is called to update the dependency tree of the current capturing stream. The last step is necessary to ensure that any other activities captured afterward have their dependencies set on these manually added nodes correctly.

With this approach, the same instantiated graph (`cudaGraphExec_t`

object) can be reused directly with a lightweight `cudaGraphExecKernelNodeSetParams`

call, even though the parameters are dynamic. The first image in this post shows this usage.

Furthermore, the capture and update code paths can be combined into one piece of code that lives next to the original code that launches the last two kernels. This inflicts a minimal number of code changes and does not break the original control flow and function call structure.

The new approach is shown in detail in the hummingtree/cuda-graph-with-dynamic-parameters standalone code example. `cudaStreamGetCaptureInfo_v2`

and `cudaStreamUpdateCaptureDependencies`

are new CUDA runtime APIs introduced in CUDA 11.3.

### Performance results

Using the hummingtree/cuda-graph-with-dynamic-parameters standalone code example, I measured the performance of running the same dynamic workflow that is bound by kernel launch overhead with three different approaches:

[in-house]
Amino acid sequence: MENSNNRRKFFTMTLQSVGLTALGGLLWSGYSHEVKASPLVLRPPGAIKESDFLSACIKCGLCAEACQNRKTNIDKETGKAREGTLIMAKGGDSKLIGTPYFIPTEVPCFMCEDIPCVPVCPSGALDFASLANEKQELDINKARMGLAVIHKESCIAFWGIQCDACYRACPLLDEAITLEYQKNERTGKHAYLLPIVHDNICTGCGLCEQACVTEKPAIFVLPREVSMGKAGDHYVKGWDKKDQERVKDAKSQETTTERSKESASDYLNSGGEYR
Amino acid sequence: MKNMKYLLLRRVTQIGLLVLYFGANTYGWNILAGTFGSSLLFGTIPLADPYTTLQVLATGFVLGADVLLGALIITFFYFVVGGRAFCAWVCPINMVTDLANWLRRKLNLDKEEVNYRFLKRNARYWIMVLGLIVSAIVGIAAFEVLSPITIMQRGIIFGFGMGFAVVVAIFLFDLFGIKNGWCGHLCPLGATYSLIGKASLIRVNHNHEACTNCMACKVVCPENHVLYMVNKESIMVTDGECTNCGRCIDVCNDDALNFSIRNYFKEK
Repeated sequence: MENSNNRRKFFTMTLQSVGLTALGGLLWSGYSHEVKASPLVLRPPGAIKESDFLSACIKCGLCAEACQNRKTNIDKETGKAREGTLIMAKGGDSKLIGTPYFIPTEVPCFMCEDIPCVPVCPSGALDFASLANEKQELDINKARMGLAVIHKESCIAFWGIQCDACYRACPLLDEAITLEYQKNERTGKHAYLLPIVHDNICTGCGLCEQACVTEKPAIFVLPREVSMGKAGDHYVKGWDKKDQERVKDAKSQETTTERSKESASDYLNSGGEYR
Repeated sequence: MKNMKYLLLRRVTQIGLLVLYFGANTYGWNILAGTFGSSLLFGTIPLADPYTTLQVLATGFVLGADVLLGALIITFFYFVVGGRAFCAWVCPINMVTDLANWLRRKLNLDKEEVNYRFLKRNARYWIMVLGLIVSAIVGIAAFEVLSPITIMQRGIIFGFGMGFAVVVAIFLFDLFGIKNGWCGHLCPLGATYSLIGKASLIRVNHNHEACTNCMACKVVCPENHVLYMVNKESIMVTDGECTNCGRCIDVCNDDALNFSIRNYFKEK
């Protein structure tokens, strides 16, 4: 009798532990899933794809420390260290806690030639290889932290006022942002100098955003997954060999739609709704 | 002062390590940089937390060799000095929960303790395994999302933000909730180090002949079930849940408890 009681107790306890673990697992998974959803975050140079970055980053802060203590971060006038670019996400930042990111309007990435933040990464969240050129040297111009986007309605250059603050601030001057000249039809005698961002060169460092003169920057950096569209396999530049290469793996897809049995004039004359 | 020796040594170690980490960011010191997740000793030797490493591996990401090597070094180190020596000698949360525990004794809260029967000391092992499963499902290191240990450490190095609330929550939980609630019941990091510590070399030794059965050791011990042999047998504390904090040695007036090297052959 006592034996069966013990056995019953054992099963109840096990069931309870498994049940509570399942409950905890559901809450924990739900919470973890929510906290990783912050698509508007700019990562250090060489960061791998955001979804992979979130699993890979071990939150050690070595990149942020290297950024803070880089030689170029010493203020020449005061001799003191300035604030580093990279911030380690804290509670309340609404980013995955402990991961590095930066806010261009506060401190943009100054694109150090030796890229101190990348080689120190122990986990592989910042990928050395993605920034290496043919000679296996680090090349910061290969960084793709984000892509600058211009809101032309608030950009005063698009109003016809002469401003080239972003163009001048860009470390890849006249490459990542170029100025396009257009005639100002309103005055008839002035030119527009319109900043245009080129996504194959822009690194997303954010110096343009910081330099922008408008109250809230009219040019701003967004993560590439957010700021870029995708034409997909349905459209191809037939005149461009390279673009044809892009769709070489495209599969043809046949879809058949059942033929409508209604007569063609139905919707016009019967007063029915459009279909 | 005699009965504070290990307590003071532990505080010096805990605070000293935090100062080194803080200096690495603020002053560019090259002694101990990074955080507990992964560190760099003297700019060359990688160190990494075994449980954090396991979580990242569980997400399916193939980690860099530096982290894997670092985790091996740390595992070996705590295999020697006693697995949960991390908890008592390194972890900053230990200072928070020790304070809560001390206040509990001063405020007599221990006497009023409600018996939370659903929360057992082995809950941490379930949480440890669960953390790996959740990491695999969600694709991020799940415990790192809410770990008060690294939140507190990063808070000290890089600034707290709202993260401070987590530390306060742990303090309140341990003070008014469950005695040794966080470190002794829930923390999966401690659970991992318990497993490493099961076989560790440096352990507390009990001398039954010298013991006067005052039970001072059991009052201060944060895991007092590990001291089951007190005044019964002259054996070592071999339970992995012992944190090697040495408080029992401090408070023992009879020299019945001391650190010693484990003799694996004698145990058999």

- Running without CUDA graph acceleration
- Running CUDA graph with the recapture-then-update approach
- Running CUDA graph with the
*combined*approach introduced in this post

Table 1 shows the results. The speedup from the approaches mentioned in this post strongly depends on the underlying workflow.

Approach | Time | Speedup over no graph |

Combined | 433 ms | 1.63 |

Recapture-then-update | 580 ms | 1.22 |

No CUDA Graph | 706 ms | 1.00 |

*Table 1. Performance results of running on an A100-40GB GPU and Intel Xeon Silver 4110 CPU at 2.10GHz*

## Conclusion

In this post, I introduced an approach to constructing CUDA graphs that combines both the explicit API and stream capture methods. It provides a way to reuse instantiated graphs for workflows with dynamic parameters at minimal cost.

In addition to the CUDA technical posts mentioned earlier, the CUDA Graph section of the *CUDA Programming Guide* provides a comprehensive introduction to CUDA Graphs and its usages. For useful tips on employing CUDA Graphs in various applications, see the Nearly Effortless CUDA Graphs GTC session.